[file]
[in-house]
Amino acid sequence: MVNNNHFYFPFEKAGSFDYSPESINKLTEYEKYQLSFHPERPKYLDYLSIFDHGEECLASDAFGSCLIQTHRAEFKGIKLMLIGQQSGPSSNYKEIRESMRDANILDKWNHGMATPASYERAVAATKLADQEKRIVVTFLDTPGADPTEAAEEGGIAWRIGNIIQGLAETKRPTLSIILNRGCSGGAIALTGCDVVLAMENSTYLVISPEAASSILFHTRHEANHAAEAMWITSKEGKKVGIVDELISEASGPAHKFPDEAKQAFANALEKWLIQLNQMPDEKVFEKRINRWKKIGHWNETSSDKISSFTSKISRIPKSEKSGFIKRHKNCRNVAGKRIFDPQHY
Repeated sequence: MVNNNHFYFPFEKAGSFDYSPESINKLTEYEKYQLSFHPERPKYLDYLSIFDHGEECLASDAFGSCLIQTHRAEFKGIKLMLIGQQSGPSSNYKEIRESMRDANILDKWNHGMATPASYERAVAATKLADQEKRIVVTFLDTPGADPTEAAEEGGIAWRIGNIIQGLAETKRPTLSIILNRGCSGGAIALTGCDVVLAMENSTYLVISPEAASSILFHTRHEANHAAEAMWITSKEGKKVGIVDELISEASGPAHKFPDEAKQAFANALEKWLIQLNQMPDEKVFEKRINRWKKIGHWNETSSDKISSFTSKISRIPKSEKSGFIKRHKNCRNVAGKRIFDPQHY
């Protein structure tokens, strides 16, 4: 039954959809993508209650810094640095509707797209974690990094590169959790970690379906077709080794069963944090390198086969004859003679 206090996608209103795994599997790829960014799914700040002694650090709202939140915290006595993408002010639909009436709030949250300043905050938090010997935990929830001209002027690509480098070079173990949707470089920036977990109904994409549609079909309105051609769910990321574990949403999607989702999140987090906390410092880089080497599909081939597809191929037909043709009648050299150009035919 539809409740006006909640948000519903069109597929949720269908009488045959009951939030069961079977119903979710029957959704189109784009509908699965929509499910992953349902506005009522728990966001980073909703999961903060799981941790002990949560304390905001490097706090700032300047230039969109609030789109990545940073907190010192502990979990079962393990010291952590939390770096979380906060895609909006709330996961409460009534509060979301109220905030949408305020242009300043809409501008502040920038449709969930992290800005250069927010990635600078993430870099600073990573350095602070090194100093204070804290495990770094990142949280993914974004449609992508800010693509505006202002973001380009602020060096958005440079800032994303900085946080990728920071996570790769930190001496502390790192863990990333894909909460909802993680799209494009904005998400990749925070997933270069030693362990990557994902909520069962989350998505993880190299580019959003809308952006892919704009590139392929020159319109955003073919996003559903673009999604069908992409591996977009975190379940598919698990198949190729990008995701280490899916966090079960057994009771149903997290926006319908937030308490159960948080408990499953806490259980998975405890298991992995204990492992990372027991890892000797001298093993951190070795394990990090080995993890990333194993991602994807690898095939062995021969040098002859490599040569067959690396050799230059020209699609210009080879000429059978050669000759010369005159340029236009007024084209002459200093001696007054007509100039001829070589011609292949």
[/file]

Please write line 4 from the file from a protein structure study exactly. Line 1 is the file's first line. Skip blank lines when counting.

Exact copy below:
């Protein structure tokens, strides 16, 4: 039954959809993508209650810094640095509707797209974690990094590169959790970690379906077709080794069963944090390198086969004859003679 206090996608209103795994599997790829960014799914700040002694650090709202939140915290006595993408002010639909009436709030949250300043905050938090010997935990929830001209002027690509480098070079173990949707470089920036977990109904994409549609079909309105051609769910990321574990949403999607989702999140987090906390410092880089080497599909081939597809191929037909043709009648050299150009035919 539809409740006006909640948000519903069109597929949720269908009488045959009951939030069961079977119903979710029957959704189109784009509908699965929509499910992953349902506005009522728990966001980073909703999961903060799981941790002990949560304390905001490097706090700032300047230039969109609030789109990545940073907190010192502990979990079962393990010291952590939390770096979380906060895609909006709330996961409460009534509060979301109220905030949408305020242009300043809409501008502040920038449709969930992290800005250069927010990635600078993430870099600073990573350095602070090194100093204070804290495990770094990142949280993914974004449609992508800010693509505006202002973001380009602020060096958005440079800032994303900085946080990728920071996570790769930190001496502390790192863990990333894909909460909802993680799209494009904005998400990749925070997933270069030693362990990557994902909520069962989350998505993880190299580019959003809308952006892919704009590139392929020159319109955003073919996003559903673009999604069908992409591996977009975190379940598919698990198949190729990008995701280490899916966090079960057994009771149903997290926006319908937030308490159960948080408990499953806490259980998975405890298991992995204990492992990372027991890892000797001298093993951190070795394990990090080995993890990333194993991602994807690898095939062995021969040098002859490599040569067959690396050799230059020209699609210009080879000429059978050669000759010369005159340029236009007024084209002459200093001696007054007509100039001829070589011609292949």